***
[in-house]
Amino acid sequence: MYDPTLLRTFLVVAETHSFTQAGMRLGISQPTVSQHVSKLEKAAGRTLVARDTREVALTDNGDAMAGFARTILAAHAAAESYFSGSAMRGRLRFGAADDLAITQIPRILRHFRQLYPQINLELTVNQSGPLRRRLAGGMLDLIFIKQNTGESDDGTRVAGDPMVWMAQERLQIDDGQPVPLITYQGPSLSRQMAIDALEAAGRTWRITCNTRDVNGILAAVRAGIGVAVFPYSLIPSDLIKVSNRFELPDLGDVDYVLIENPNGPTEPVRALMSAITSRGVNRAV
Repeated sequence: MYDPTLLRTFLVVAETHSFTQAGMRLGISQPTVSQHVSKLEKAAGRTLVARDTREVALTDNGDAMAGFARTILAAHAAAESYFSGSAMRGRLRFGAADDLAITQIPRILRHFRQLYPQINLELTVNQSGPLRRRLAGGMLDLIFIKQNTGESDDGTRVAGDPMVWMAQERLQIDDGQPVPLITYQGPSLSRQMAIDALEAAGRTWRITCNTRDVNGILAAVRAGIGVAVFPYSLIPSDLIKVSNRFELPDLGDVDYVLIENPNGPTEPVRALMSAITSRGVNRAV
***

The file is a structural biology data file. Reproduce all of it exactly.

[in-house]
Amino acid sequence: MYDPTLLRTFLVVAETHSFTQAGMRLGISQPTVSQHVSKLEKAAGRTLVARDTREVALTDNGDAMAGFARTILAAHAAAESYFSGSAMRGRLRFGAADDLAITQIPRILRHFRQLYPQINLELTVNQSGPLRRRLAGGMLDLIFIKQNTGESDDGTRVAGDPMVWMAQERLQIDDGQPVPLITYQGPSLSRQMAIDALEAAGRTWRITCNTRDVNGILAAVRAGIGVAVFPYSLIPSDLIKVSNRFELPDLGDVDYVLIENPNGPTEPVRALMSAITSRGVNRAV
Repeated sequence: MYDPTLLRTFLVVAETHSFTQAGMRLGISQPTVSQHVSKLEKAAGRTLVARDTREVALTDNGDAMAGFARTILAAHAAAESYFSGSAMRGRLRFGAADDLAITQIPRILRHFRQLYPQINLELTVNQSGPLRRRLAGGMLDLIFIKQNTGESDDGTRVAGDPMVWMAQERLQIDDGQPVPLITYQGPSLSRQMAIDALEAAGRTWRITCNTRDVNGILAAVRAGIGVAVFPYSLIPSDLIKVSNRFELPDLGDVDYVLIENPNGPTEPVRALMSAITSRGVNRAV